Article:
If the mind is like a computer how is a computer not like a mind?
I think it is fascinating that the advent of cognitive science as a discipline did not stem from many psychologists who banded together to throw off the constraints of behaviorism. Psychologists, even those who eventually became part of the cognitive revolution (e.g., Miller), generally were trained and identified themselves with behaviorism. The burgeoning cognitive sciences pulled their ranks from computer science and information theory: Newell and Simon were making positive claims attempting to build programs that could perform complex cognitive tasks, Miller was making positive claims based off idealizations of the mind's informational capacity in terms Shannon's (discrete) information theory, while Chomsky was demonstrating negative arguments that the analysis of language with the independence assumptions that Shannon premised his own analysis of language. Even anthropology (Conklin, Goodenough, Loounsbery) took on a formal bent.
These were scientists arguing for not just the study of and reality of mental representations, but arguing that science can be advanced by these postulations. What could be more antithetical to the behaviorist doctine of the black box. That dogma had stemmed out of a basic dissatisfaction with the phenomenalism that gestalt psychology had taken on as well as a rejection of the approaches epitomized by Freud, Jung and other theorists whose theories were seen to have little more empirical content than the theory that Poseidon raised storms in order to vent his rage. It was the fear of uninterpretability that won behaviorism the minds of the psychologists who worked so avidly to deny that those minds existed.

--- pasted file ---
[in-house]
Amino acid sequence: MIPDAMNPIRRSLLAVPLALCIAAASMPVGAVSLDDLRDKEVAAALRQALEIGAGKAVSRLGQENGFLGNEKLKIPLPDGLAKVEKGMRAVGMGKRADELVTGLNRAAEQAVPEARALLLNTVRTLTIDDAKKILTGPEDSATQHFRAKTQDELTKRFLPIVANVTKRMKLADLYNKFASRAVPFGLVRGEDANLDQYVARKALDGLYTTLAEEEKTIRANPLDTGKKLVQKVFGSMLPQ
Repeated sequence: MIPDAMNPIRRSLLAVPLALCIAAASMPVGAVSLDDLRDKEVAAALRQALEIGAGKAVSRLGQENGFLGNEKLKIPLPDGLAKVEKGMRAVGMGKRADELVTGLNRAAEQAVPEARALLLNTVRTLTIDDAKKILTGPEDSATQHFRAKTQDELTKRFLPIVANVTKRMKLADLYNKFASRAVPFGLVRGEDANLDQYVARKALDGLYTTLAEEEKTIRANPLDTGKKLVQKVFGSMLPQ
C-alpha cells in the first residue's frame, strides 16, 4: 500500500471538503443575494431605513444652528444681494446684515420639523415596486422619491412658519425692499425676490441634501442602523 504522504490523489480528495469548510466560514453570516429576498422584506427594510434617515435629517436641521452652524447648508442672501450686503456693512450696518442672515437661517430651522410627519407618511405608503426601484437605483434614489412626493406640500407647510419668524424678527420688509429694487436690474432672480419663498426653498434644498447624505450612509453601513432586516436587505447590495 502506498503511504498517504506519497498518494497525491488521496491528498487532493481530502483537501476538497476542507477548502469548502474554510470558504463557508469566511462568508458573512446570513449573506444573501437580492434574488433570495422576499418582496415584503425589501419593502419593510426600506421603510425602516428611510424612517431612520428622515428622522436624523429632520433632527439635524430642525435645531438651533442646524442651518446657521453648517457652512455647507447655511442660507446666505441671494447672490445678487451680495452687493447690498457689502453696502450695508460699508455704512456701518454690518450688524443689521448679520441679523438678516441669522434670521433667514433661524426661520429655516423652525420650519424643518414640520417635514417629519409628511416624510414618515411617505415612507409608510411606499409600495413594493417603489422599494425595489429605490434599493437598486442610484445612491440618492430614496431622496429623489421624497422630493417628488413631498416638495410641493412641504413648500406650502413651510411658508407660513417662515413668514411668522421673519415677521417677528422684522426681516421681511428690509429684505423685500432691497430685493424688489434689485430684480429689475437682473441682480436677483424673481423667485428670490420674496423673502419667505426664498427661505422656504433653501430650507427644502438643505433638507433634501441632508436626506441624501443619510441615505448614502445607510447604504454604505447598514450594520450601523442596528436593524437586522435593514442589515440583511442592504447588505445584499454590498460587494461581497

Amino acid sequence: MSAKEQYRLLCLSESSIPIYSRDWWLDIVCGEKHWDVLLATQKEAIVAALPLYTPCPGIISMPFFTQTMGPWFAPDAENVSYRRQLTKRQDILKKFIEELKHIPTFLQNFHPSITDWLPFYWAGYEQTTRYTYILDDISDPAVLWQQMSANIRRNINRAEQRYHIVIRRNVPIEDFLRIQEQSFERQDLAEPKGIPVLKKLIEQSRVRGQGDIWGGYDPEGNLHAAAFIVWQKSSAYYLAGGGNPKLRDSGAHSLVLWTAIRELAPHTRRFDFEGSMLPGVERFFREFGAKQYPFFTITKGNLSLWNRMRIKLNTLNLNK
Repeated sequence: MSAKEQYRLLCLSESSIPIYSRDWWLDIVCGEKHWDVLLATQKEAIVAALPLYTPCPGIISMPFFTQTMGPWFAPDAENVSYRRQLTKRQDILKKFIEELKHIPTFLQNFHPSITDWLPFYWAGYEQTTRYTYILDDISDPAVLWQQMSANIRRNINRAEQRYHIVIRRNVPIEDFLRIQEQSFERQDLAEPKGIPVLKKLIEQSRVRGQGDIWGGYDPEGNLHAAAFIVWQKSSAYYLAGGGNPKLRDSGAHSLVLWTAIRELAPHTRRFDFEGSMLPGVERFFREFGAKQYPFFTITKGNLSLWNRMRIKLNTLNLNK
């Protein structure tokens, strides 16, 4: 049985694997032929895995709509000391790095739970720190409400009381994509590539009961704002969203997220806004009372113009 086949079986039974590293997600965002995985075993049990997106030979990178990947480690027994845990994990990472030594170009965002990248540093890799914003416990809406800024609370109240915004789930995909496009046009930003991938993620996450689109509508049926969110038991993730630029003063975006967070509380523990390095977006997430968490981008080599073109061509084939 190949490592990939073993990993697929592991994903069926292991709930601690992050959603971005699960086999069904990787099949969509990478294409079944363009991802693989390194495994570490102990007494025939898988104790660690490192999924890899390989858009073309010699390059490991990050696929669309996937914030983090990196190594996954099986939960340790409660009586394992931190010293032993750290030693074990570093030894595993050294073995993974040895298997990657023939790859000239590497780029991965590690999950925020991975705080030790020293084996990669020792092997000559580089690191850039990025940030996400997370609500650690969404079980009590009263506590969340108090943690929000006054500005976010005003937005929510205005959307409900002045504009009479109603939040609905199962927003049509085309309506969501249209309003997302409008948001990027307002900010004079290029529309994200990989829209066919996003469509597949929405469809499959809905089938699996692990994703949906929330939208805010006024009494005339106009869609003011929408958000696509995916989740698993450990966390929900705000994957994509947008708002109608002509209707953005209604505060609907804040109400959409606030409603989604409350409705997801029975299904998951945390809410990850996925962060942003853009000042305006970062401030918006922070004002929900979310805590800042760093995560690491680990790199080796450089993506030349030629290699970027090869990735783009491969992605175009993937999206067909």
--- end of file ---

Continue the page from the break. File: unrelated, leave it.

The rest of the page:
Perhaps, then, it is not surprising that the resurrection of mental representations and processes was accompanied by a rigor and formal complexity that surpassed anything dreamt of by the most imaginative behaviorists (who of course had neither dreams nor imagination). If behaviorism was attempting to inject rigor back into psychology, the promise offered by the new cognitive sciences may have been more like dialysis, which oddly enough also emulates complex computational processes that defy direct observation in the ways that motivated the Skinnereans to eschew postulating anything between input and output. In addition to the immediate empirical successes embodied in the MIT symposium on information theory in 1956, the emphasis on a formal way to represent the internal workings of a computer (and the programs instantiated therein) surely helped give an air of credence to these early computational theories of the mind.
But then, why stop there? That is, if we are willing to use computers as a successfully analogy for describing processes and representations that we suppose really exist in the mind then why stop at description and analogy. What grounds do we have for rejecting the stronger identification claim? That is, if our formal processes like those suggested by the early cognitive scientists give any credence to the possibility of mental entities and events in human minds/brains, other than a prejudice for meat-based computation, don't these arguments give equal support to the possibility of mental entities and events in electronic minds/brains.
Rather than dismissing the argument immediately I merely ask that you provide some data. That is, you would say that your computer allows you to communicate with people from afar, possibly even by looking at them and letting them look at you (e.g., via skype). If we allow the validity of arguments like those Newell and Simon put forth, what are the data that would allow you to rule out the possibility that the device you are staring at at is not staring back at you.